Have You Ever Been Fired

How to Answer Interview Question: Have You Ever Been Fired?

Guide on how to answer the interview question: Have you ever been fired and what were the circumstances?

During an interview, an employer might be interested in learning about your previous work experiences. The question concerning how you left your last place of work may come up. The interviewer might want to know if you have ever been fired in one of your previous workplaces The term fired is very much different from being let go. Fired is a legal word used when an employer decides to terminate an employee’s contract because of inappropriate behavior, actions, or decisions.  Some of the reasons an employee can be fired include Serious misconduct such as theft, assault, dishonesty, habitual Neglect of duty, and willful disobedience of the employer’s order. This can be one of the most dreaded and uncomfortable questions to answer during an interview. But remember you hold the mantle, it is not the story that will be your doom, how you tell the story will determine a lot. Depending on your storytelling power you can explain a past stumble in a positive light and show that you are capable of filling the role.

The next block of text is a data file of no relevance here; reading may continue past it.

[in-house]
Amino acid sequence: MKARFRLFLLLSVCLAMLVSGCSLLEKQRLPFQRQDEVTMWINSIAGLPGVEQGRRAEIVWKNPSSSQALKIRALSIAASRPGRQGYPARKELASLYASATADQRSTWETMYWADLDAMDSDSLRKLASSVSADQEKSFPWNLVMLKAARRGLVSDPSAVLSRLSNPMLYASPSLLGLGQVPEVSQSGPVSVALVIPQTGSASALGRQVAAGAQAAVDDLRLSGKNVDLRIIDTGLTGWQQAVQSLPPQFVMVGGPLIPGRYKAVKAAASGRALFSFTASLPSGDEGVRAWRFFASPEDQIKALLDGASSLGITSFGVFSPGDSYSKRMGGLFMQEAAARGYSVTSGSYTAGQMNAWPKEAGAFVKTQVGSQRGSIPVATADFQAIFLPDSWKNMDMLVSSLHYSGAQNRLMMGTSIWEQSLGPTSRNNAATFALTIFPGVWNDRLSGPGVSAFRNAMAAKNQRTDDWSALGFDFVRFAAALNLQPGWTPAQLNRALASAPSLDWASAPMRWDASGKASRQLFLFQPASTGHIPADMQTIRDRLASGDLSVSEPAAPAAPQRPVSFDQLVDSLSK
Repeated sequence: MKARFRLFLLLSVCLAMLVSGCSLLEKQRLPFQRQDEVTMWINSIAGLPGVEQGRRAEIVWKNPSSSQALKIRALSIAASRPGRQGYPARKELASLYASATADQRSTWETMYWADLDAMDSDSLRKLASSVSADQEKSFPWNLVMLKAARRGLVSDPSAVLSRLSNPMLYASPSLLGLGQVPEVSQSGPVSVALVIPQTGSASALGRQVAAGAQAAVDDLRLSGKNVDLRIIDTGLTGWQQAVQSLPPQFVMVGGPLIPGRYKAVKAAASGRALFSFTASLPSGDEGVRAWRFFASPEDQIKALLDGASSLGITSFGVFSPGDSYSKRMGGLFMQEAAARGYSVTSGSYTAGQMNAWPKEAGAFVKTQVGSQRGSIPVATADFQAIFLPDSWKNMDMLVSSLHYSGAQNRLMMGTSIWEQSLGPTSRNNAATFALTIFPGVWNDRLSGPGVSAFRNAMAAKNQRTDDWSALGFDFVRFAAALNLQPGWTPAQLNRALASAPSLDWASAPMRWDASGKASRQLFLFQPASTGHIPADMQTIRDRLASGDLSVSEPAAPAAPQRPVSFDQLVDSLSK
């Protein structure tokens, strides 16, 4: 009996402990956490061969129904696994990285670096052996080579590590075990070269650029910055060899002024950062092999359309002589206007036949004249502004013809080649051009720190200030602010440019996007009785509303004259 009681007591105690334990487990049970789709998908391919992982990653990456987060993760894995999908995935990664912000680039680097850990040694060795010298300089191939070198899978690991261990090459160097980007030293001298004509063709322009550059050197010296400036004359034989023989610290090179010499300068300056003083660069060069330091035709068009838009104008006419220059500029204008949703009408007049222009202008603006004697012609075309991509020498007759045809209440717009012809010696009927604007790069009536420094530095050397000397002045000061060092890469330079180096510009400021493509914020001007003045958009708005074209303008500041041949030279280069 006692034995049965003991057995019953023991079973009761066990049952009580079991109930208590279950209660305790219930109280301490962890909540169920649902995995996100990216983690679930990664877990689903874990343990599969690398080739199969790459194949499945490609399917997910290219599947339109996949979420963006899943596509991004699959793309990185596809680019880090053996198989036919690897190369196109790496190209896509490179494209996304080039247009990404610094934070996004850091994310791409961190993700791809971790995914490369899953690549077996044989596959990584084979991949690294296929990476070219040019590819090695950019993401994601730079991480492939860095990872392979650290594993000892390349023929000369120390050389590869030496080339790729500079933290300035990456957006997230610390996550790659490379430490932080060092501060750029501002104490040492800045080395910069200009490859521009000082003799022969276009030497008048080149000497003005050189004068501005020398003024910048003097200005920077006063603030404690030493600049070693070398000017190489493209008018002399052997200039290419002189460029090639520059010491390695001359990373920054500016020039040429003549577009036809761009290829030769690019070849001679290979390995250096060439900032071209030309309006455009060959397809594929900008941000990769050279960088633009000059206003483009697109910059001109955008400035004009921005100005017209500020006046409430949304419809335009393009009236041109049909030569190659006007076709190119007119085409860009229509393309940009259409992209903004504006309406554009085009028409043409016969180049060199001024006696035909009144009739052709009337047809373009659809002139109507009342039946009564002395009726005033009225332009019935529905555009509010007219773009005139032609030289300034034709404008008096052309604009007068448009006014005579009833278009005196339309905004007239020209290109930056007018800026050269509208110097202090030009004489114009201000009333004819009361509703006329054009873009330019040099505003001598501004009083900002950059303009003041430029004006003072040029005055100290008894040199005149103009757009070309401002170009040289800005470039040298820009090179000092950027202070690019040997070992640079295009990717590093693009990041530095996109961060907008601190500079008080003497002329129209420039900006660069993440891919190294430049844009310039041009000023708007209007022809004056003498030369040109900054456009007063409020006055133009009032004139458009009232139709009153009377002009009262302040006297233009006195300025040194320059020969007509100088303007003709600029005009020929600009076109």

Why does an employer ask this question?

The question “have you ever been fired” is not a regular interview question, so when it’s thrown at any answer cramming candidate it shakes you up a bit. If you have never been fired before then you simply say No. But if you have been in this situation and you are probably wondering why an employer would be bothered about the state you left your former workplace, then read further to get an insight. Even though answering yes to this question is a red flag to an employer, it is not a dead end. The employer wants to know the events that led to the termination of the employee. They want to know how the employee coped with the situation, the employee’s ability to take responsibility for his actions, whether he learned from his mistakes, and how much he has improved since then. Through the employee’s answer, the interviewer will assess the candidate’s personality and decide whether it will be a good idea to hire the candidate. The employer wants to make sure that whatever happened in your place of work, will not occur in his company. No company wants to hire a bag load of trouble, that they will have to fire at the end of the day. The recruitment process consumes a lot of time and money, most employers might not want to gamble it away on employees that will not change the order of things in the company.


Tips on how to answer the question” Have You Ever Been Fired Before?”

Answer the question truthfully